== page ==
It may be a tad too late to revive his championship hopes, but after a dismal run of form/luck, the Scuderia everyone was expecting to keep this season interesting finally showed up in qualifying for the Mexican Grand Prix.
Just 0.086s ahead of Max Verstappen, but more importantly 0.446s up on Lewis Hamilton’s Silver Arrows, Vettel affirmed what we thought we knew about his pace coming out of the summer break – given the right track and right conditions, it was as good as anyone’s. His beatboxing might need some work, though.
As was the case in Russia, Hungary, Singapore and Malaysia, the Autodromo Hermanos Rodriguez is another track where keeping tyre temps in the ideal operating window can be a struggle. Whether it’s due to a track’s dustiness or general underuse, it’s extreme temperatures, or in this case, both, Ferrari tends to have enough of an advantage to make Vettel’s talents count. If only they hadn’t botched so many races…
That said, the attitude coming out of the Mercedes camp seems far more positive than it was after a similar Saturday in Singapore – is that because they’ve already sealed the title, or is their long-run pace good enough to turn the tables? We can only wait and see.
Verstappen Nearly Makes History
Sorry Max, you can’t have all of F1’s ‘youngest’ records… yet.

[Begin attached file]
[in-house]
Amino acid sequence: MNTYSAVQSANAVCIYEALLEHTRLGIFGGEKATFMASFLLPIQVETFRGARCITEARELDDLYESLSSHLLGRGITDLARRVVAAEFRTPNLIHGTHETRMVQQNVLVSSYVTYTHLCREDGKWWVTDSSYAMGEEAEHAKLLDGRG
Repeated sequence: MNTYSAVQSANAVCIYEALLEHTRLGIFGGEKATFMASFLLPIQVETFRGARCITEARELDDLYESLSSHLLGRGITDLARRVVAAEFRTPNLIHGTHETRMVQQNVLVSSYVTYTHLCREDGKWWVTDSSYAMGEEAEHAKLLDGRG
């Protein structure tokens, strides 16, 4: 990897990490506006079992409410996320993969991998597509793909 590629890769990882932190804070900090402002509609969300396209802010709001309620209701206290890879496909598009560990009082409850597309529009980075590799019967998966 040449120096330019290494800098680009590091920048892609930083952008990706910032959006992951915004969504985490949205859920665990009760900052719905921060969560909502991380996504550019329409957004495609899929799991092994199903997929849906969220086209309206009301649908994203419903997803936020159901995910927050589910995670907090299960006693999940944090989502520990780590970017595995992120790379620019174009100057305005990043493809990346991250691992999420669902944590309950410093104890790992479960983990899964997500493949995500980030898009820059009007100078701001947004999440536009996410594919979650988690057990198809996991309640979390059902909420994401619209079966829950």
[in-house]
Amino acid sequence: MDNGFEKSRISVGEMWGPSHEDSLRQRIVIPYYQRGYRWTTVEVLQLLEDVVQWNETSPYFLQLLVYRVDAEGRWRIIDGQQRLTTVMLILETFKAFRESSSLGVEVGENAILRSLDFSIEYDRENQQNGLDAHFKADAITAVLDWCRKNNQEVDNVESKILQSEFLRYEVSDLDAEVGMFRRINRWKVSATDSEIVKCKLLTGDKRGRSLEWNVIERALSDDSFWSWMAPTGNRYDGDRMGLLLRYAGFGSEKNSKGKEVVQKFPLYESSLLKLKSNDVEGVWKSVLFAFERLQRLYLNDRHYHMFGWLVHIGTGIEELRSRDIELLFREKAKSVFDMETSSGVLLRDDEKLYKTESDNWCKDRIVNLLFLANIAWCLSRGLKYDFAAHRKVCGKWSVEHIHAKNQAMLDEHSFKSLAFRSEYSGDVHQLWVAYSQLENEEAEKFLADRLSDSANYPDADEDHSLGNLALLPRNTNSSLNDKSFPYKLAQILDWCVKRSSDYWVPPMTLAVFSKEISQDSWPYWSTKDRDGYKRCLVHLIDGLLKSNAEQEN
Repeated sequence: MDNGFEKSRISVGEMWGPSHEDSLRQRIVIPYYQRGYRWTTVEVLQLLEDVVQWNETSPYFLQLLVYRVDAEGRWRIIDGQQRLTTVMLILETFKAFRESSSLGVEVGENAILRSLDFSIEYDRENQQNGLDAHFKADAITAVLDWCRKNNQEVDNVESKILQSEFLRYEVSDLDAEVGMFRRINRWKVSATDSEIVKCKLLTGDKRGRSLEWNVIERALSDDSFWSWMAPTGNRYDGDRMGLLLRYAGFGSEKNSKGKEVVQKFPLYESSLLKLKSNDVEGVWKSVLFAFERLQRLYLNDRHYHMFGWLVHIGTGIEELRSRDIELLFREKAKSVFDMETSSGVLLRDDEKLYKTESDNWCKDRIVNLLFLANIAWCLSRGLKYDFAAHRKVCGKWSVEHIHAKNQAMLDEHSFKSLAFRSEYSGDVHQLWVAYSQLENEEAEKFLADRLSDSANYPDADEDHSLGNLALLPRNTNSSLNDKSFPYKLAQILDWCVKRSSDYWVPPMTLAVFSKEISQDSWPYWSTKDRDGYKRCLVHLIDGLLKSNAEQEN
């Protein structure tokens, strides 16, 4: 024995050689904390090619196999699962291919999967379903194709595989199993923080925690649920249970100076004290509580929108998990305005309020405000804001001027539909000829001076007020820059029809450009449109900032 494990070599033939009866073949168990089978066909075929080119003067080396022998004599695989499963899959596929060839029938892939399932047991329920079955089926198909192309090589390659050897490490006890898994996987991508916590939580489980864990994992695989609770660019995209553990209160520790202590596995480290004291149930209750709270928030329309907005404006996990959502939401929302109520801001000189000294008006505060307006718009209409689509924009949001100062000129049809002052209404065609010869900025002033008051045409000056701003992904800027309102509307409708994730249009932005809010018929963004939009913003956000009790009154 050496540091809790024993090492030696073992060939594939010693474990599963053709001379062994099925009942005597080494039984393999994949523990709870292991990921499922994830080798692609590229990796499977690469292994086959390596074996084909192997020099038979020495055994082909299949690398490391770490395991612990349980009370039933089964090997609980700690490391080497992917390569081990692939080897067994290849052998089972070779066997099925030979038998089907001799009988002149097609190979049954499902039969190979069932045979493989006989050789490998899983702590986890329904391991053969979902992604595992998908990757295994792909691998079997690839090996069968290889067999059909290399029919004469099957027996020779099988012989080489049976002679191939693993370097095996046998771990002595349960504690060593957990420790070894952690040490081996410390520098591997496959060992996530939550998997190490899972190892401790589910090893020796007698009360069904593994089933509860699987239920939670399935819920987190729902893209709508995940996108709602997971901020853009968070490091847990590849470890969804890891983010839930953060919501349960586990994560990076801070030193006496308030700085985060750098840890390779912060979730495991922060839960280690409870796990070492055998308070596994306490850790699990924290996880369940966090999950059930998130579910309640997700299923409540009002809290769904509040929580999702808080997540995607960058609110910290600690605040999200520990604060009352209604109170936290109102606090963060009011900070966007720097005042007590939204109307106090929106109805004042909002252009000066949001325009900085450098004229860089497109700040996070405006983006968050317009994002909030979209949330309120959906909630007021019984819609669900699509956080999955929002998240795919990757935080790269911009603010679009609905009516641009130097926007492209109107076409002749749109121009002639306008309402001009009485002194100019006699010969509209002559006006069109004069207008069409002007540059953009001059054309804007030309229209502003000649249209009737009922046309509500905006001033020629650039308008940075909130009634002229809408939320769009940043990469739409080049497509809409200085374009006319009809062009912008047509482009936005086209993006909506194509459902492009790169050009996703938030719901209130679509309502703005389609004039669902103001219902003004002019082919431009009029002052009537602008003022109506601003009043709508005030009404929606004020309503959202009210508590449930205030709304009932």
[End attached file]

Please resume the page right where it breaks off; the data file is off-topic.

Losing out to Seb Vettel by less than a tenth of a second, Verstappen could hardly have come closer to breaking his Red Bull predecessor’s youngest polesitter record, and by a fairly significant margin, too.
At 20 years, 28 days old, Verstappen would’ve overhauled Vettel’s mark by a full year – the German was 21 years, 79 days old when he took pole in the 2008 Italian GP – and looked for all the world like he was about to do it, as rapid as he was.
In the end, he’s had to ‘settle’ for P2, but coming that close, while also blitzing teammate Daniel Ricciardo by 0.873s shows you just how good he’s driving right now – either that or the ‘Kvyat effect’ is as real as it is powerful.
Be sure to keep an eye on the Renaults in Sunday’s race. Nico Hulkenberg and Carlos Sainz are starting P8 and P9 respectively, and have to like their chances of leapfrogging Toro Rosso in the championship after Sunday
Speak of Renault, they’re not exactly leaving Toro Rosso on a high note, are they?
Haas getting outqualified by the Saubers with year-older engines might be the lowest point in team history – particularly inopportune given their championship predicament
Sunday Race Tyre-Strategy Preview, Courtesy of Pirelli
THE FASTEST One-stopper: 1 stint on ultrasofts (30-34 laps) + 1 stint on supersofts to the flag
NEATRLY AS FAST (maybe in case of Safety Car or if one gets jammed in the traffic) One-stopper: 1 stint on ultrasofts for 16 laps + 1 stints on softs to the flag
ALSO INTERESTING (but unlikely to be chosen) Two-stopper: 2 stints on ultrasofts (25+25 laps) + 1 stint on supersofts to the flag.
This simulation doesn’t take into account the effect of diminishing fuel loads.
Different permutations of compound usage within each strategy are possible.